Inspired By Birmingham! Review of The Hobbit: An Unexpected Journey

I’m a big fan of Tolkien’s books, and fascinated by how his early life in Birmingham inspired him, but I’m equally enamoured with Peter Jackson’s film adaptations of The Lord Of The Rings.  So I was eagerly awaiting the arrival of Jackson’s latest visit to Middle Earth when it was released in December.

The first comment to make, regardless of any discussion about its links to or departures from Tolkien’s source material, is that it is visually stunning, exciting and thoroughly entertaining.  Many people have said it is too long, particularly the early section prior to the company setting out on their adventure, but I disagree.  I thought the pacing was fine, and I actually loved the whole Bag End section as it established characters and themes and had plenty of humour.

With so many new characters to introduce – notably the company of 13 dwarves, Jackson weaves in familiar faces from the Lord Of The Rings, who provide context, making reference to wider events in Middle Earth.  This is a very clever use of Tolkien’s supplementary writing to establish the story within the overall Tolkien mythology, which is actually something the book does lack at times.

The central character of the film is Bilbo Baggins, the eponymous hobbit.  In my view, Martin Freeman’s performance as Bilbo is probably the biggest triumph of the film.  He perfectly captures Bilbo’s idiosyncrasies – from his house-proud nature to his loyalty and bravery when called upon.  At the same time, the sheer Englishness of his politeness and refusal to show his anger when his house is invaded by dwarves, in fact his reserved approach throughout the film, is superb.  Considering that Tolkien based hobbits on the traditionally English village folk he knew in childhood (including himself), I think Freeman’s performance is the truest depiction we have seen on screen of what hobbits should really be like.

The scene between Freeman and Andy Serkis as Gollum (wonderful as always) is the highlight of the film, and I cannot imagine this iconic scene being played any better than it is.  It is truly a brilliant representation of one of Tolkien’s most famous pieces of writing.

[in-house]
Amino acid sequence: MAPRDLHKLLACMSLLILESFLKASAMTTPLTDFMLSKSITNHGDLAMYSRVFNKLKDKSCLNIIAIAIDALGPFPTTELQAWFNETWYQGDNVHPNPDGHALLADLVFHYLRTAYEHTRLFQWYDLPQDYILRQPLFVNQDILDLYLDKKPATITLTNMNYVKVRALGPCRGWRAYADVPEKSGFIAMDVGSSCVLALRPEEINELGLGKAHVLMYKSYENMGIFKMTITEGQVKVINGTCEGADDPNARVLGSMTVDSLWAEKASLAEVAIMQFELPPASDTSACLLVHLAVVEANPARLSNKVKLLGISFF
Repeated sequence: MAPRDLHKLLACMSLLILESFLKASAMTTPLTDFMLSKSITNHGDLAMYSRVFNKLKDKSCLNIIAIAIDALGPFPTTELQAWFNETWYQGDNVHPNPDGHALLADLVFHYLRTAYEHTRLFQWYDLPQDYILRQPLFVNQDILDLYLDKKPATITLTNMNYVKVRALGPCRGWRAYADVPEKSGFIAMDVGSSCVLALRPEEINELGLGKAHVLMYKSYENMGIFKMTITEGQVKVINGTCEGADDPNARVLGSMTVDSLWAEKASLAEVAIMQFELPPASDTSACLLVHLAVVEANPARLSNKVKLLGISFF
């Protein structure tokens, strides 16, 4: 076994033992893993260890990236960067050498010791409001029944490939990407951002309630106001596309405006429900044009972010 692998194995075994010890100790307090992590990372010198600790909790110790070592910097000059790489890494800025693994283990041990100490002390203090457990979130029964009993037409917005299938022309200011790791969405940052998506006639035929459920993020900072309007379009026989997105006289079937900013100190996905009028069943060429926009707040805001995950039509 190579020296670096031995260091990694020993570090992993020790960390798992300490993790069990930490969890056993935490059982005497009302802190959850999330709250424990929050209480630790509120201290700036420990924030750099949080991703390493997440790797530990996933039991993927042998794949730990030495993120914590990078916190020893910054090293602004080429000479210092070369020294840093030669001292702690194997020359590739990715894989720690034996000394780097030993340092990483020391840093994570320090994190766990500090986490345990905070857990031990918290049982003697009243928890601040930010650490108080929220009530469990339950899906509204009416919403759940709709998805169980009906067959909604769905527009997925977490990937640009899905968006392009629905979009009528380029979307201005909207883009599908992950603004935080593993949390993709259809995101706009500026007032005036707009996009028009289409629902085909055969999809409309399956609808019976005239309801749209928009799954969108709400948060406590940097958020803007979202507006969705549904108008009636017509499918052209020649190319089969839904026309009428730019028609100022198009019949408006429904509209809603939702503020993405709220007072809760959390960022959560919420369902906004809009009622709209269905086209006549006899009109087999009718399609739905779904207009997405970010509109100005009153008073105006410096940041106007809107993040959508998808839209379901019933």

As always, Jackson’s vision of Middle Earth was stunning.  While I object strenuously to them claiming it as the “home of Middle Earth” (which is undoubtedly the Midlands of England where Tolkien grew up), I cannot deny that New Zealand’s scenery provides an incredible backdrop for the films.  As always, the visual effects were superb and the portrayal of imaginary creatures such as orcs, wargs and trolls was totally believable.  Special mention must go to the underground goblin city, which was almost exactly as I had imagined it when reading the book.

All in all, I thought that “An Unexpected Journey” was excellent as a film, and good as an adaptation of Tolkien’s book.  Visually spectacular, brilliantly acted for the most part, and with some truly memorable set pieces, it stands alongside Jackson’s other Middle Earth epics as a major achievement in bringing that world onto the screen.  I hope that the remaining two films make more use of Tolkien’s extensive writing than new material to remain as true as possible to the source, but I am definitely looking forward to how the rest of this wonderful tale will be told in Parts 2 and 3 of the trilogy.

To read a giant rather than hobbit-sized review of the film, visit my personal blog.

To find out more about how Tolkien’s writing was influenced by his early life growing up in and around Birmingham why not join our forthcoming “Tolkien’s Middle Earth Tour” on February 24th.

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